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127 F.

3d 1106

NOTICE: Ninth Circuit Rule 36-3 provides that dispositions


other than opinions or orders designated for publication are
not precedential and should not be cited except when relevant
under the doctrines of law of the case, res judicata, or collateral
estoppel.
Paul SARKOZY, Plaintiff-Appellant,
v.
J. ALEXANDER SECURITIES, INC., a corporation; FIRST
INTERSTATE BANK, a national bank incorporation; BANK
OF
AMERICA, a national bank incorporation fka Security Pacific
Bank; PAINE WEBBER, an investment corporation; GAY
RINALDO; JOHN RINALDO; WEDBUSH SECURITIES
INC., a corp.;
MERILL LYNCH, a corp. BROD CORPORATION; PERSEC
CLEARING
HOUSE, a corp.; DRAKE CAPITAL INVESTMENTS, a
corp.; CITY
OF BEVERLY HILLS, a municipal corp.; ROSS DALE; JIM
REGLAND; BERN VELLOW; SARKOZY PARTNERS INC.;
NICHOLAS
STERNER; SELICIO SOUR; DOES 1-25, Defendants,
and
BALTAXE & BALTAXE, a law partnership; MICHAEL F.
BALTAXE,
an individual; GEORGE BALTAXE, an individual,
Defendants-Appellees.
No. 96-56528.

United States Court of Appeals, Ninth Circuit.


Submitted Oct. 20, 1997**
Decided Oct. 24, 1997.

Appeal from the United States District Court for the Central District of
California Manuel L. Real, District Judge, Presiding
Before: THOMPSON, T.G. NELSON, and KLEINFELD, Circuit Judges.

1MEMORANDUM*
2

Paul Sarkozy appeals the district court's summary judgment in his diversity
legal malpractice action against the law firm of Baltaxe & Baltaxe, and the
denial of his motion to reconsider pursuant to Fed.R.Civ.P. 60(b). We have
jurisdiction pursuant to 28 L.S.C. 1291. We affirm.

We review de novo the district court's grant of summary judgment. See


Bagdadi v. Nazar, 84 F.3d 1194, 1197 (9th Cir.1996). We review for an abuse
of discretion both the denial of a Fed.R.Civ.P. 60(b) motion for reconsideration,
see Export Group v. Reef Indus., 54 F.3d 1466, 1469 (9th Cir.1995), and the
denial of a Fed.R.Civ.P. 56(f) motion for a continuance to permit further
discovery, see Qualls v. Blue Cross of Cal., Inc., 22 F.3d 839, 844 (9th
Cir.1994).

Sarkozy contends the district court abused its discretion by denying his motion
for a continuance to permit further discovery pursuant to Fed.R.Civ.P. 56(f).
We disagree. The burden is on the party seeking additional discovery to show
how the information sought would preclude summary judgment. See Qualls, 22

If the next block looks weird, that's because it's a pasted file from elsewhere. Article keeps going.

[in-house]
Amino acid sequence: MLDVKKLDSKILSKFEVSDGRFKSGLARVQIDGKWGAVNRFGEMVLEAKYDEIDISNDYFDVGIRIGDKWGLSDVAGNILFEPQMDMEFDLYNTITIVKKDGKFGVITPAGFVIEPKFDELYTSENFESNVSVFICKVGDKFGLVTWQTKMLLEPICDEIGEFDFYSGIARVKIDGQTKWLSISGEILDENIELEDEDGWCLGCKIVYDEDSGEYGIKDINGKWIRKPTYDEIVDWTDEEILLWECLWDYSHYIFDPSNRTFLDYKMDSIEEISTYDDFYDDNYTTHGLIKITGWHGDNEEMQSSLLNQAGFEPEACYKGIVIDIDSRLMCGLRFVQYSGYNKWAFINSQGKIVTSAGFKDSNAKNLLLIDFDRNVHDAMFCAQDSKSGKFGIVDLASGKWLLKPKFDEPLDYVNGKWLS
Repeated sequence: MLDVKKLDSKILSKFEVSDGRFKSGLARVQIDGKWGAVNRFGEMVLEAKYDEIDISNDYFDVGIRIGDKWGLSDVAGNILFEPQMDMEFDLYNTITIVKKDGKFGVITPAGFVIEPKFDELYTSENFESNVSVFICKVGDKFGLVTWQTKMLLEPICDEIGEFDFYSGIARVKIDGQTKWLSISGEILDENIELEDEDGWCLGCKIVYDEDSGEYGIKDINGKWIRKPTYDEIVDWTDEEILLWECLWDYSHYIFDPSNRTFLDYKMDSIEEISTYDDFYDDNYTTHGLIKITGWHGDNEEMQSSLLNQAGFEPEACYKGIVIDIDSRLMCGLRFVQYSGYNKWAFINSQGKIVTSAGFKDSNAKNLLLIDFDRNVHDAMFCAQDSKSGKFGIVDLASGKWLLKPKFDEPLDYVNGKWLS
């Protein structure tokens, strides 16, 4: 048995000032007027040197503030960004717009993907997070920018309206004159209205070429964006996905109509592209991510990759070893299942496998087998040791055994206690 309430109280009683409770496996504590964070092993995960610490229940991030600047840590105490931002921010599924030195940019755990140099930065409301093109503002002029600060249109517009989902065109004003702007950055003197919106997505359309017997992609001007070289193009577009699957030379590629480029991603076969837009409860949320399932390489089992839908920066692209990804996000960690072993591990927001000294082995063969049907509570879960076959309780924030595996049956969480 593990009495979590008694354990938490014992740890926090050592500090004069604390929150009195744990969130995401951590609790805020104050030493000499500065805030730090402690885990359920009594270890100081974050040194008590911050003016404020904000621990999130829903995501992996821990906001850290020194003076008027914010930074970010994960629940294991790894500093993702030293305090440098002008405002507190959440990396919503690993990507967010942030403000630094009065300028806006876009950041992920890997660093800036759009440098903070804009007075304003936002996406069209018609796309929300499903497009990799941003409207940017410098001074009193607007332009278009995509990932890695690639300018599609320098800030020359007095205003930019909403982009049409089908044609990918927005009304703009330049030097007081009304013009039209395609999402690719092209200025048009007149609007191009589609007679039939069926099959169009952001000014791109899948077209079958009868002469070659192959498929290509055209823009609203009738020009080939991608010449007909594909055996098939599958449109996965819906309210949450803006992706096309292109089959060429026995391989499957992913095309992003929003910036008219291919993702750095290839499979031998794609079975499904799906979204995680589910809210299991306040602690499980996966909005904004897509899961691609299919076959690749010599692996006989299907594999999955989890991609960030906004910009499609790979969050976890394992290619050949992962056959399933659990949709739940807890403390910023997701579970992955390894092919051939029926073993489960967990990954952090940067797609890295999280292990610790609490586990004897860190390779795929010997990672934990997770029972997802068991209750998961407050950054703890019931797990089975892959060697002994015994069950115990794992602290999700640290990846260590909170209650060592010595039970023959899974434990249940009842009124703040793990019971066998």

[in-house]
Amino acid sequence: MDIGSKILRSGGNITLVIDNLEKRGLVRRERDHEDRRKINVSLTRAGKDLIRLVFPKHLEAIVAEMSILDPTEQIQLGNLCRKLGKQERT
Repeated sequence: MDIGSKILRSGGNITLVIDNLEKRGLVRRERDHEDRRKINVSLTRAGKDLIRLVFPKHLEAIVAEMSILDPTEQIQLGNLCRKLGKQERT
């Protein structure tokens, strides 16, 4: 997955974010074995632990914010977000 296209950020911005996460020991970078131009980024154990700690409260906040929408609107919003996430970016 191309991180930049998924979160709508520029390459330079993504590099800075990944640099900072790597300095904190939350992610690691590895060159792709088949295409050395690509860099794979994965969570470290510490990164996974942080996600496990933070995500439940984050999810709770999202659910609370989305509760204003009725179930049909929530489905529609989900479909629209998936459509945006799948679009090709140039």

F.3d at 844. Here, although Sarkozy claimed that he needed a continuance to
locate missing portions of his client file, he did not explain how this
information would have precluded summary judgment. Accordingly, the
district court did not abuse its discretion by denying Sarkozy's Fed. R. Civ. F.
56(f) motion. See id.

Sarkozy next contends the district court erred by granting summary judgment
because the law firm's motion for summary judgment failed to address the
elements of a legal malpractice cause of action. This contention fails because
the district court granted the motion for summary judgment on the ground that
Sarkozy's claims were time-barred under California law.

Sarkozy finally contends the district court abused its discretion by denying his
motion for reconsideration under Fed.R.Civ.P. 60(b).1 We disagree. Sarkozy
failed to present any reason under Rule 60(b) justifying reconsideration. The

district court properly rejected Sarkozy's excuse that he was a pro se litigant
who "[did] riot understand the court system well enough to achieve success as a
pro per." Cf. King v. Atiyeh, 814 F.2d 565, 567 (9th Cir.1987) (stating that pro
se litigants must follow the same rules of procedure that govern other litigants).
7

AFFIRMED.

**

The panel unanimously finds this case suitable for decision without oral
argument. See Fed. R.App. P. 34(a); 9th Cir. R. 34-4

This disposition is not appropriate for publication and may not be cited to or by
the courts of this circuit except as provided by 9th Cir. R. 36-3

Sarkozy asked the district court to reconsider its grant of summary judgment
under both Fed.R.Civ.P. 59(e) and 60(b). However, because Sarkozy's motion
was filed more than ten days after the grant of summary judgment, the denial of
the motion is properly reviewed only under Fed.R.Civ.P. 60(b)